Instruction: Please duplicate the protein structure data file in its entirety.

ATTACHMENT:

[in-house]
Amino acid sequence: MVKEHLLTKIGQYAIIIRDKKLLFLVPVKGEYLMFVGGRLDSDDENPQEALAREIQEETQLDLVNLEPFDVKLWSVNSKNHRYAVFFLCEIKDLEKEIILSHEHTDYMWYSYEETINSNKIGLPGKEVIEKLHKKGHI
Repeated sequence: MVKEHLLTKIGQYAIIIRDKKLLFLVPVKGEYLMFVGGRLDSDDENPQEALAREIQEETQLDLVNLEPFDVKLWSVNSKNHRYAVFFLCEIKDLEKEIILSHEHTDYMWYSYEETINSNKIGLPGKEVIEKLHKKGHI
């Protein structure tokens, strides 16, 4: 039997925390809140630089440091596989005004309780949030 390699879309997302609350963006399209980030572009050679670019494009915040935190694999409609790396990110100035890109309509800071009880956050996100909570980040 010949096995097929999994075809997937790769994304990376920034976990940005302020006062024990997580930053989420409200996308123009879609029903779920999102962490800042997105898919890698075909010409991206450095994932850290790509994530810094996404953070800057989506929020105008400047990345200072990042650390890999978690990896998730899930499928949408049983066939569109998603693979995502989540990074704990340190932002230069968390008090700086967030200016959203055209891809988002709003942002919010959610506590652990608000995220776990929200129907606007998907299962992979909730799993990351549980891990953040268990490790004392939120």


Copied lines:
[in-house]
Amino acid sequence: MVKEHLLTKIGQYAIIIRDKKLLFLVPVKGEYLMFVGGRLDSDDENPQEALAREIQEETQLDLVNLEPFDVKLWSVNSKNHRYAVFFLCEIKDLEKEIILSHEHTDYMWYSYEETINSNKIGLPGKEVIEKLHKKGHI
Repeated sequence: MVKEHLLTKIGQYAIIIRDKKLLFLVPVKGEYLMFVGGRLDSDDENPQEALAREIQEETQLDLVNLEPFDVKLWSVNSKNHRYAVFFLCEIKDLEKEIILSHEHTDYMWYSYEETINSNKIGLPGKEVIEKLHKKGHI
């Protein structure tokens, strides 16, 4: 039997925390809140630089440091596989005004309780949030 390699879309997302609350963006399209980030572009050679670019494009915040935190694999409609790396990110100035890109309509800071009880956050996100909570980040 010949096995097929999994075809997937790769994304990376920034976990940005302020006062024990997580930053989420409200996308123009879609029903779920999102962490800042997105898919890698075909010409991206450095994932850290790509994530810094996404953070800057989506929020105008400047990345200072990042650390890999978690990896998730899930499928949408049983066939569109998603693979995502989540990074704990340190932002230069968390008090700086967030200016959203055209891809988002709003942002919010959610506590652990608000995220776990929200129907606007998907299962992979909730799993990351549980891990953040268990490790004392939120």